Saturday, June 16, 2007
Nature Knows What to Do with Carbon Dioxide
Two articles caught my eye recently, and both have to do with carbon levels in the atmosphere. Forgive me if this seems a little redundant, but I must say again that carbon is the basic building block of life on earth. Many plants and animals depend on atmospheric carbon for their survival. Today's article features two champions of this sequestration: Boreal Forests and Phytoplankton.
The first is an article from Nature describing the effects of humans on the ability of a boreal forests to sequester carbon. Scientists have known for many years that plants gather carbon from the atmosphere and combine it with nitrogen to make plant tissues. What they didn't know was how nitrogen levels effect the ability of plants to gather that carbon. This information is key to understanding human effects on the forest through nitrogen runoff from nearby farms and human activity. What they found was that our inadvertent fertilizing increase the ability of plants to absorb atmospheric carbon.
"Through our forests, fertilization by nitrogen deposition is to some degree offsetting our carbon dioxide emissions - at least right now," said Beverly Law, Professor of Forest Science at Oregon State University, co-author of the study and director of the AmeriFlux monitoring network.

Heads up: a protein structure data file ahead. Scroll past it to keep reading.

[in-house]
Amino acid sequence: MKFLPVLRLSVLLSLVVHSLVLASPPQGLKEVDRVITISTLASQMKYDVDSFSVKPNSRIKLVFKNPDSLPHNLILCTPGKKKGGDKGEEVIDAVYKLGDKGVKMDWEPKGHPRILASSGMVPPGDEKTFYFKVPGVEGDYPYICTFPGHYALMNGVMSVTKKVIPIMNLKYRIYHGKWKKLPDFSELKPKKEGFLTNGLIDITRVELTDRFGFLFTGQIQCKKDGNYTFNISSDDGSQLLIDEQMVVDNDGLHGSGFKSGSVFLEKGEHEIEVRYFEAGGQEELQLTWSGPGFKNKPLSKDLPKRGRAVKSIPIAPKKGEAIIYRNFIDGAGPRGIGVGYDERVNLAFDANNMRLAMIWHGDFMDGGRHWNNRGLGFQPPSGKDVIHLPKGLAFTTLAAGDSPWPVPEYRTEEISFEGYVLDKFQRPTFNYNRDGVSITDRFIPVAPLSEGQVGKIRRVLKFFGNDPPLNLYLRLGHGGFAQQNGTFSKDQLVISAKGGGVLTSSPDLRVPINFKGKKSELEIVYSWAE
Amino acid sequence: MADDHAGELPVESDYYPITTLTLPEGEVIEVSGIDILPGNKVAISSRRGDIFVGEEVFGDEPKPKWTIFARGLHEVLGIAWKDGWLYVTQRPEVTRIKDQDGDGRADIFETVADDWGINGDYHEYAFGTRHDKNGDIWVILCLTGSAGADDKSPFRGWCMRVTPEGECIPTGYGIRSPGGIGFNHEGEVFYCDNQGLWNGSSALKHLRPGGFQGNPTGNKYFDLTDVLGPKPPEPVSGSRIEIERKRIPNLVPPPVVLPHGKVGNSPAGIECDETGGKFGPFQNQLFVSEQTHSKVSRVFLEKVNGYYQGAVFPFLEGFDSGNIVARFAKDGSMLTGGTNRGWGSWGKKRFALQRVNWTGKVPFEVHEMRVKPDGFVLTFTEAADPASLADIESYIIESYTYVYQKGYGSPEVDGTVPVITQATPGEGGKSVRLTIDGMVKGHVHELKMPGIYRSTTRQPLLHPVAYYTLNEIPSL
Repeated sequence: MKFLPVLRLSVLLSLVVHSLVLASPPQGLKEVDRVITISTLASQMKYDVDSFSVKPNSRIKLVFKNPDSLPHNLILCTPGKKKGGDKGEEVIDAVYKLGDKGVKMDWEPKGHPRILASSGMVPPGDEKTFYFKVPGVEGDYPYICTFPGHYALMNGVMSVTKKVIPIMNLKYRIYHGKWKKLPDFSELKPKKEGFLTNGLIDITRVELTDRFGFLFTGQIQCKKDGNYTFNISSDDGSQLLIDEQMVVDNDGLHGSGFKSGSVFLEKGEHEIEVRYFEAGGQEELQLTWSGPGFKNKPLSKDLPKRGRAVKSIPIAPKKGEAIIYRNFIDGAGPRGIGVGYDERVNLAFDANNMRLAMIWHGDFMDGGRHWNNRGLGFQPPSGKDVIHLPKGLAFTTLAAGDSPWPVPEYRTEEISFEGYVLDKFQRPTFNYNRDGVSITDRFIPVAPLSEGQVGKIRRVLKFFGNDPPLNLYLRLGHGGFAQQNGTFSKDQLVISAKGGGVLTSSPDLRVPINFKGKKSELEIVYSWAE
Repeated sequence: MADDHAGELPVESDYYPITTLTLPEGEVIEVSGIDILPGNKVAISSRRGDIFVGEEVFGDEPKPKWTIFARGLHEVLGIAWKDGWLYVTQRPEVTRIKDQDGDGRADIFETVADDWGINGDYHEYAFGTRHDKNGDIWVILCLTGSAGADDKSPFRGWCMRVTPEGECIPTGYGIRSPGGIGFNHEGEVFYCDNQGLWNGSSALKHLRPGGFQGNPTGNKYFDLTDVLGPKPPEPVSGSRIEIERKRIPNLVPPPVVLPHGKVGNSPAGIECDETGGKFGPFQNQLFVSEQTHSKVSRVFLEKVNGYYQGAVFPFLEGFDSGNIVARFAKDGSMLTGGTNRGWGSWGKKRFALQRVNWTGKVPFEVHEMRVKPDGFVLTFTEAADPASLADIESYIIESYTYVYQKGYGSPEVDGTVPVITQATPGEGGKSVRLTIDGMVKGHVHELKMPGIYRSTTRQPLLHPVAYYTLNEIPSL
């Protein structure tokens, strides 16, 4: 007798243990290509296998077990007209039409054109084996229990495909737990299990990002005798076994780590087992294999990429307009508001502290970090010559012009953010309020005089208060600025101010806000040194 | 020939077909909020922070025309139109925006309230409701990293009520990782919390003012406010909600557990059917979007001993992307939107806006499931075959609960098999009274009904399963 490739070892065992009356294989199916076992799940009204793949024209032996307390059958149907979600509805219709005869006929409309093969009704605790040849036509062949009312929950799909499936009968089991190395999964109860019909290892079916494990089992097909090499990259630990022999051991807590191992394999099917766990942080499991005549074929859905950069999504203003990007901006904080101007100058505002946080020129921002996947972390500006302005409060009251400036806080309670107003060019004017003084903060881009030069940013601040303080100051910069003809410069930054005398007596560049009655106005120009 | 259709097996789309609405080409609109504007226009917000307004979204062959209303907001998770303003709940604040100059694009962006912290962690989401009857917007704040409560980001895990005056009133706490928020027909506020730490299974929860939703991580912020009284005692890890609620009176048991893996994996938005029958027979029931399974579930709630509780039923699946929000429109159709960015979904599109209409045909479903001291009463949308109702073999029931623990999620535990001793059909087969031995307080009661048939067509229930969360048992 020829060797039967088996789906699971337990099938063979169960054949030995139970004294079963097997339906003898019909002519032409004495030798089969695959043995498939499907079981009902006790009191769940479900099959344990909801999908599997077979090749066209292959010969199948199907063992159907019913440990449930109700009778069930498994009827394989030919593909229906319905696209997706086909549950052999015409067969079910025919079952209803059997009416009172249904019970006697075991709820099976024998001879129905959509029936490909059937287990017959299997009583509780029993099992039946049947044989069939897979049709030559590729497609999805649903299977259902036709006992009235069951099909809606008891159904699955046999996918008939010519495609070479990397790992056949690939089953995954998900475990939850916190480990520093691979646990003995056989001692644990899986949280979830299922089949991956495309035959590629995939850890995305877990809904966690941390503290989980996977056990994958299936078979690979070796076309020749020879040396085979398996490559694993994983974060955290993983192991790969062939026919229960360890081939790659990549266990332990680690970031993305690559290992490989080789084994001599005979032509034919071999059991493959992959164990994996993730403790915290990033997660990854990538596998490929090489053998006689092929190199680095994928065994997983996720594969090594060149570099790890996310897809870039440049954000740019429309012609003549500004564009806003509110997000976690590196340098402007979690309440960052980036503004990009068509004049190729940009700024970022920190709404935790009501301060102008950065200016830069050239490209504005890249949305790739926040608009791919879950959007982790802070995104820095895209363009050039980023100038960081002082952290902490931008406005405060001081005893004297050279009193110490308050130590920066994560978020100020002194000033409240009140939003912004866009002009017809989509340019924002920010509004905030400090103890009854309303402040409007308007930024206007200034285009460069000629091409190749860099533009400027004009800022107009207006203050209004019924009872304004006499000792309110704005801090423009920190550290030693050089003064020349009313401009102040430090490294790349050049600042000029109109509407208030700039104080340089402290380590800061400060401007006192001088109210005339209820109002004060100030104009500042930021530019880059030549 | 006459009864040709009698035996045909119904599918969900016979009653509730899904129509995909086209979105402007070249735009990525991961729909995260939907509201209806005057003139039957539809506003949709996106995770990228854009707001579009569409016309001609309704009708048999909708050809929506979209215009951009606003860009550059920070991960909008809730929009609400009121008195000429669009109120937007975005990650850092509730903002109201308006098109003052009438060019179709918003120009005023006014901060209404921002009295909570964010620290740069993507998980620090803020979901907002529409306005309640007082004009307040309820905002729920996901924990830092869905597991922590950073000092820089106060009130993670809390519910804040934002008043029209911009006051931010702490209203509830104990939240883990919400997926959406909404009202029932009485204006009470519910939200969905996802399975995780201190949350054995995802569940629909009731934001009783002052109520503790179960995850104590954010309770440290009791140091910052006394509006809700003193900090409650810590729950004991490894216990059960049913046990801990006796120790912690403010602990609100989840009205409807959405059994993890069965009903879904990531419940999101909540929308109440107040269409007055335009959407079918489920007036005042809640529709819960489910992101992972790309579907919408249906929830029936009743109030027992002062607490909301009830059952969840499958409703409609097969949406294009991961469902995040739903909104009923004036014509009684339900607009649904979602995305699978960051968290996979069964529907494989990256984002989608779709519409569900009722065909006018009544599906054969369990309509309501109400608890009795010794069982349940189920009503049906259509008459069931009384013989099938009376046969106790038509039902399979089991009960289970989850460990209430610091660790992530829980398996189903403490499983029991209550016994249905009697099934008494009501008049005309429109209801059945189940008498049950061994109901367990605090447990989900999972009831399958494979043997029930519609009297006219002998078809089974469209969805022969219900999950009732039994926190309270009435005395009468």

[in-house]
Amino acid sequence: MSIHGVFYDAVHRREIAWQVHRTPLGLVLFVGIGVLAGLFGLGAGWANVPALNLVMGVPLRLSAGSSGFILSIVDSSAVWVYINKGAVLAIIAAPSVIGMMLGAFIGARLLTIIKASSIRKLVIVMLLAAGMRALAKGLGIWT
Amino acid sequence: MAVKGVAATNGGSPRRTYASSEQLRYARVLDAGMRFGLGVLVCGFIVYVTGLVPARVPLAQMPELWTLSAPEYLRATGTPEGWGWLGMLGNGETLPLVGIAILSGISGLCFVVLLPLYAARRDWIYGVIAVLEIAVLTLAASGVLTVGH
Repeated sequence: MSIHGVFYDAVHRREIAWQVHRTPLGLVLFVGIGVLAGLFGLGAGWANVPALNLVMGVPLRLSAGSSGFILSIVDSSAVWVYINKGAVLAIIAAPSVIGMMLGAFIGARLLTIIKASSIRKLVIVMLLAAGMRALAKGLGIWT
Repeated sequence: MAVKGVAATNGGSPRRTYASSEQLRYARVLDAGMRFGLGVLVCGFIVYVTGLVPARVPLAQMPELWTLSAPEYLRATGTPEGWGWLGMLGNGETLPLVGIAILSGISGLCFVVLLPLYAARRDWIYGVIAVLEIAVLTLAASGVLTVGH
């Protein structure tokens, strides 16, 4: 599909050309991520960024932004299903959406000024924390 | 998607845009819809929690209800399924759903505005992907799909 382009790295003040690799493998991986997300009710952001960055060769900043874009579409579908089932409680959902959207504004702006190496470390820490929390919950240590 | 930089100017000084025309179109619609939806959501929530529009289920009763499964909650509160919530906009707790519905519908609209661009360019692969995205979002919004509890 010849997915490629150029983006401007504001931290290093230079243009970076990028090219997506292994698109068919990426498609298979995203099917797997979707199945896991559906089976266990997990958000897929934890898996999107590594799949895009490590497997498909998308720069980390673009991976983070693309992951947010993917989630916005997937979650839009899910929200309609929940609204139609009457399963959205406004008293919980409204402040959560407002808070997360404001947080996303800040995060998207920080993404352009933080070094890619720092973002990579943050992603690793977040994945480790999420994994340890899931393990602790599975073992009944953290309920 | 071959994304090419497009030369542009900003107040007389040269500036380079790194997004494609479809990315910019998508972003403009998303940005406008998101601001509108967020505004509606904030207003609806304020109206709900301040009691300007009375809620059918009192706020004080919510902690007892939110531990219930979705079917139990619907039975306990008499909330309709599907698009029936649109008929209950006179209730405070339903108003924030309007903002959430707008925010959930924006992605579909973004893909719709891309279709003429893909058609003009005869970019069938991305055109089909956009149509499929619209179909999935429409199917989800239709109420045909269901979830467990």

The second article is about the phytoplankton Phaeocystis globosa. It appears this tiny marvel is able to change from a single celled organism to a colony and vice-versa in response to pressure from predators. When encountering predators such as the shrimp-like copepods that can eat colonies, the Phaeocystis take on the single cell, free-swimming form. When predators of the single celled forms are detected, the Phaeocystis form into colonies. They do this through chemical detection. This information is quite valuable to science in that these Phaeocystis absorb enormous amounts of atmospheric carbon, and when eaten by larger animals, that carbon sinks to the bottom of the ocean in the from of fecal matter. That means if scientists can induce more colonial forms of the organism, more carbon can be sequestered.
Nature knows what to do with Carbon Dioxide, and it's just a matter of time before we figure it out for ourselves.
for Boreal Forest Article in TerraDaily
for the article on Phytoplankton at ScienceDaily